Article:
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"Adoption - om rätten till sitt ursprung"

Hockum, Pia LU (2011) JURM01 20102
Department of Law
Abstract (Swedish)
Sammanfattning
Uppsatsen behandlar det adopterade barnets rätt till kännedom om sitt ursprung. Frågan har diskuterats vid flertalet tillfällen och är nu aktuell på nytt, då den uppmärksammas i utredningen SOU 2009:61 – Modernare adoptionsregler. I utredningen föreslås en lagstadgad informationsskyldighet för adoptivföräldrar att informera barnet om dess ursprung. Denna bestämmelse skall sakna sanktion, men utgöra en viktig markering om ett barns rätt till sitt ursprung. Uppsatsens bakomliggande syfte är att följa adoptionsinstitutets utveckling i svensk rätt för att skapa en förståelse för de värderingar som ligger till grund för dagens adoptionsregler.

Sedan 1917 har adoption varit ett rättsligt reglerat institut, då det infördes i... (More)
Sammanfattning
Uppsatsen behandlar det adopterade barnets rätt till kännedom om sitt ursprung. Frågan har diskuterats vid flertalet tillfällen och är nu aktuell på nytt, då den uppmärksammas i utredningen SOU 2009:61 – Modernare adoptionsregler. I utredningen föreslås en lagstadgad informationsskyldighet för adoptivföräldrar att informera barnet om dess ursprung. Denna bestämmelse skall sakna sanktion, men utgöra en viktig markering om ett barns rätt till sitt ursprung. Uppsatsens bakomliggande syfte är att följa adoptionsinstitutets utveckling i svensk rätt för att skapa en förståelse för de värderingar som ligger till grund för dagens adoptionsregler.

Sedan 1917 har adoption varit ett rättsligt reglerat institut, då det infördes i svensk lag. Adoption som företeelse har dock vuxit fram ur ättledningen med syfte att ta upp ett biologiskt barn i ätten. Genom institutets framväxt har barnet fått en starkare och säkrare ställning.

Även om begreppet om barnets bästa funnits med sedan den första adoptionslagstiftningen, visar historien att olika värderingar i samhället legat till grund för bedömningen av vad som ansetts vara det bästa för barnet. I början av förra seklet var adoption en lösning på ett samhällsproblem, där samhället inte klarade av att ta hand om fattiga och hemlösa barn. Dessa adoptioner, som benämns ”svaga”, kunde hävas och barnet och de biologiska föräldrarna behöll viss subsidiär underhållsskyldighet och arvsrätt.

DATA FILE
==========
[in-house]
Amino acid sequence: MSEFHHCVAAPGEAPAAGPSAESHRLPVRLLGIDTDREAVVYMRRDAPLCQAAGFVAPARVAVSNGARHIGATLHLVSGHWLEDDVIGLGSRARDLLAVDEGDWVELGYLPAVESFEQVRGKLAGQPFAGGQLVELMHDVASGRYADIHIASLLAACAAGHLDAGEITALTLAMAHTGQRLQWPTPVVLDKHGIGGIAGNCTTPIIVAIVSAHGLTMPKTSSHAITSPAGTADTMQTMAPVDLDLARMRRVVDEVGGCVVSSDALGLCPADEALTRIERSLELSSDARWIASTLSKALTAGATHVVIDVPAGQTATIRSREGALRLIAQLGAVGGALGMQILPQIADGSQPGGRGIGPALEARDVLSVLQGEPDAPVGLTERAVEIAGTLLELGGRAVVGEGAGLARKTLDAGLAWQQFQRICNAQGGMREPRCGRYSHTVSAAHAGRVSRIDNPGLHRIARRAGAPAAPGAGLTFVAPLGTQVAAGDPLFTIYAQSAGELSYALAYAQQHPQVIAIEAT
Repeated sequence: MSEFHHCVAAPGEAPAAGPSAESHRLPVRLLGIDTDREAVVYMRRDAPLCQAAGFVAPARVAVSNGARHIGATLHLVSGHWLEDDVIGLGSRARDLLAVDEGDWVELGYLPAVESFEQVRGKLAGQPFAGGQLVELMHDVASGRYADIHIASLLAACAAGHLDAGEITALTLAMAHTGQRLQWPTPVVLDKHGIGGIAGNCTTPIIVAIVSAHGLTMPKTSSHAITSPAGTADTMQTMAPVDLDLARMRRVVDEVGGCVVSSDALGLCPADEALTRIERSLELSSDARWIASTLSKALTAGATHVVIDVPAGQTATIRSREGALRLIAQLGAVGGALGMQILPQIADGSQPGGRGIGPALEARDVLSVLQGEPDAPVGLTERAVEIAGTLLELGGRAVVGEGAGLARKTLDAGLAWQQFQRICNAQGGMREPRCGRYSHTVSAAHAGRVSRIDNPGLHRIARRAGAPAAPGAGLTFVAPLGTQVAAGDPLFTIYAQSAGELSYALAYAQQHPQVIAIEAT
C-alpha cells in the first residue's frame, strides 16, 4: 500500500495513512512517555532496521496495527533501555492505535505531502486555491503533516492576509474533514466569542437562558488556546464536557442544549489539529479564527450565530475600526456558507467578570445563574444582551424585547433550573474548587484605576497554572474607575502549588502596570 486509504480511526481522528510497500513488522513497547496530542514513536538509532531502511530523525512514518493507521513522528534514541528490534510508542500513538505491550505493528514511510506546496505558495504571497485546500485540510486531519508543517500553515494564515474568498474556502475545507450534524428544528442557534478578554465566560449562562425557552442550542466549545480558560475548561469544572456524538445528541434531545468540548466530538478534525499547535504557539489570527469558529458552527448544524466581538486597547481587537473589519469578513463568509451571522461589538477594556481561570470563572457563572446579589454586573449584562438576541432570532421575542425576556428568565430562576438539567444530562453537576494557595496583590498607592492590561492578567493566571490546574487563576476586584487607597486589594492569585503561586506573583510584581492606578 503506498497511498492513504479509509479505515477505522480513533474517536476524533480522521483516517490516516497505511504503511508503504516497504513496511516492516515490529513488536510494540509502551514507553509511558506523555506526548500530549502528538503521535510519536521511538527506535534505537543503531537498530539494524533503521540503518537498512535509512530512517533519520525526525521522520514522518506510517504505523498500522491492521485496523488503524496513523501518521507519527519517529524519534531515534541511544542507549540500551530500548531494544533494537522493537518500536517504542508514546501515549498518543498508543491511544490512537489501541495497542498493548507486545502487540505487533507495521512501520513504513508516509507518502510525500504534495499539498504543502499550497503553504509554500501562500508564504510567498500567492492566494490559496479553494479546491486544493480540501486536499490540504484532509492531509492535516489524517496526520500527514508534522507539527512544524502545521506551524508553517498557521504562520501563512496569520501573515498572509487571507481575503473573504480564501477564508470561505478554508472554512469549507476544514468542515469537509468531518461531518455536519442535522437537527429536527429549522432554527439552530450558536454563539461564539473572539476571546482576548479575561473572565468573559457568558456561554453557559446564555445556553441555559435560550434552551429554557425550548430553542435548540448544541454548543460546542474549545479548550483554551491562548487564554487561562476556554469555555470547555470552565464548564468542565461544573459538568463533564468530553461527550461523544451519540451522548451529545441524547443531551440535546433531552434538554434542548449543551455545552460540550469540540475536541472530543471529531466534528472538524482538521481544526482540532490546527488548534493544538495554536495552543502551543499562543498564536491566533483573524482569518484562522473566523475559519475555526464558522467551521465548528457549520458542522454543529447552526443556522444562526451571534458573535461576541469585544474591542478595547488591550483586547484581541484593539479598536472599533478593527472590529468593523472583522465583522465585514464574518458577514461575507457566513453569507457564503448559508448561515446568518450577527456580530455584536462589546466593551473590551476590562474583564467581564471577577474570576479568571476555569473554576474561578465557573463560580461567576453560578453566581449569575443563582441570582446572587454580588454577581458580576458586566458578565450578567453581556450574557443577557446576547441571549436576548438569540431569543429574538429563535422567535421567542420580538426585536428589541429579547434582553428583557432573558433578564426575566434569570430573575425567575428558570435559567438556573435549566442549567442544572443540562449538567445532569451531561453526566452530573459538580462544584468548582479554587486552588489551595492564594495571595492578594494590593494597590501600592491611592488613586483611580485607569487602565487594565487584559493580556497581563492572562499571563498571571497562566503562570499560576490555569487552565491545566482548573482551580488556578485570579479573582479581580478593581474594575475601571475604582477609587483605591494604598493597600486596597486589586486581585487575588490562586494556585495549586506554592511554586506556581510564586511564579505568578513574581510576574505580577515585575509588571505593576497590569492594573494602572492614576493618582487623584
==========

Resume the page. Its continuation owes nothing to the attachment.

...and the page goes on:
Under 1950-talet infördes de så kallade ”starka adoptionerna”, där de biologiska banden helt klipptes bort. Att adoptera var nu inte en lösning på ett samhällsproblem, utan ett sätt att faktiskt bilda familj. Denna tids reformerade adoptionslagstiftning kom att innebära att alla juridiska band med den biologiska familjen upphörde. I takt med att adoptionsförhållandet likställts med det biologiska förhållandet i en familj, har intresset för den biologiska härkomsten blivit allt viktigare.

I dagens adoptionsinstitut är det de enskilda barnens behov som sätts före både föräldrarnas och samhällets behov och önskemål. I takt med att perspektivet mot världen utanför familjen blivit större, får den enskilda individens personliga rättigheter anses ta allt större plats.

Rätten till ett ursprung återfinns fastslagen i både barnkonventionens artikel 7 och i Haagkonventionens artikel 30 och har genom forskning visat sig vara viktig för det adopterade barnets utveckling. Det finns idag verktyg till stöd och hjälp för ett adopterat barn att söka sitt ursprung, och det finns en allmän uppfattning om att det gynnar ett barn att få kunskap om sina rötter. Trots att frågan om att införa en lagstadgad informationsskyldighet för föräldrar tagits upp vid flera tillfällen, saknas idag denna skyldighet i svensk rätt. Genom SOU 2009:61 – Modernare adoptionsregler, belyses frågan på nytt. (Less)
Abstract
Summary
This Graduate Thesis examines the adopted child´s right to knowledge of his or her origin. The biological parentage has been a subject of discussion throughout the history of adoption. In accordance with SOU 2009:61, the Committee has proposed a provision to be introduced requiring a person who has an adopted child, to inform the child of his or her biological origin. The provision is not to be subject to any sanction, but serves as an important indicator that an adopted child has a right to knowledge of his or her origin. Another key purpose of this essay is to examine the history of adoption in Sweden and to create an understanding of norms and values in our society, which subsequently has led to the contemporary Adoption Act.
... (More)
Summary
This Graduate Thesis examines the adopted child´s right to knowledge of his or her origin. The biological parentage has been a subject of discussion throughout the history of adoption. In accordance with SOU 2009:61, the Committee has proposed a provision to be introduced requiring a person who has an adopted child, to inform the child of his or her biological origin. The provision is not to be subject to any sanction, but serves as an important indicator that an adopted child has a right to knowledge of his or her origin. Another key purpose of this essay is to examine the history of adoption in Sweden and to create an understanding of norms and values in our society, which subsequently has led to the contemporary Adoption Act.

In Sweden, the first Adoption Act was passed in 1917. Adoption, however, has its roots in the dynasties, where sometimes a biological child was included in the dynasty through a similar proceeding. Through the history of adoption, the child has successively gained a stronger and a more profound status.